Offshore flooded caves, so-called ocean blue holes, are extensions of the sea, subject to the same heavy tides and host to many of the same species found in the surrounding waters. Inland blue holes, however, are unlike any other environment on Earth, thanks largely to their geology and water chemistry. In these flooded caves, such as Stargate on Andros Island, the reduced tidal flow results in a sharp stratification of water chemistry. A thin lens of fresh water—supplied by rainfall—lies atop a denser layer of salt water. The freshwater lens acts as a lid, isolating the salt water from atmospheric oxygen and inhibiting bacteria from causing organic matter to decay.
Until now, only a handful of scientists have ventured into blue holes, but in the summer and fall of 2009, a multidisciplinary cave-diving and scientific team spent two months studying them on Andros, Abaco, and five other Bahamian islands. Funded by the National Geographic Society in collaboration with the National Museum of the Bahamas, headed by Keith Tinker, the Bahamas Blue Hole Expedition was conceived by Kenny Broad, a veteran cave explorer and an anthropologist at the University of Miami. Under Broad's wisecracking, driven leadership, with Brian Kakuk as dive safety officer and preeminent cave explorer Wes Skiles shooting film and stills, team members made around 150 dives in dozens of blue holes. They gathered data that promise to deepen our understanding of everything from geology and water chemistry to biology, paleontology, archaeology, and even astrobiology—the study of life in the universe.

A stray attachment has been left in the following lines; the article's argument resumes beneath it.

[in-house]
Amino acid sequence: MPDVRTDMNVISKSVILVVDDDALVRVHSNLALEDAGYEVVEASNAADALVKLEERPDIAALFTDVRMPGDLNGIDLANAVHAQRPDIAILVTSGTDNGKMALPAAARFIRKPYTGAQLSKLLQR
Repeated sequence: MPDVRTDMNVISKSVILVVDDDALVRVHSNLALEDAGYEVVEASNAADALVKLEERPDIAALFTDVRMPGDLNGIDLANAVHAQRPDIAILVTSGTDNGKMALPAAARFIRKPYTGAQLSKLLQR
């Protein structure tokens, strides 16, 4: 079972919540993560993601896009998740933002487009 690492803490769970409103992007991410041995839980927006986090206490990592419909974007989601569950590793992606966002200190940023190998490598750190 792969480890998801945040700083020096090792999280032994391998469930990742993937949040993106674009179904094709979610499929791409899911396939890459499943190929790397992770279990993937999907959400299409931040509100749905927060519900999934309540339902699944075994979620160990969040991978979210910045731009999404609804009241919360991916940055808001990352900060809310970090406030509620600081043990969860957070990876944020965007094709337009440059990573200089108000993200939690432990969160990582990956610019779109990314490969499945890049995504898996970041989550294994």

Read more here: Bahamas Caves - National Geographic Magazine.
Kudos to Dr Tinker, Michael Pateman, and all the others at the National Museum, my former colleagues. Hats off. Keep up the good work.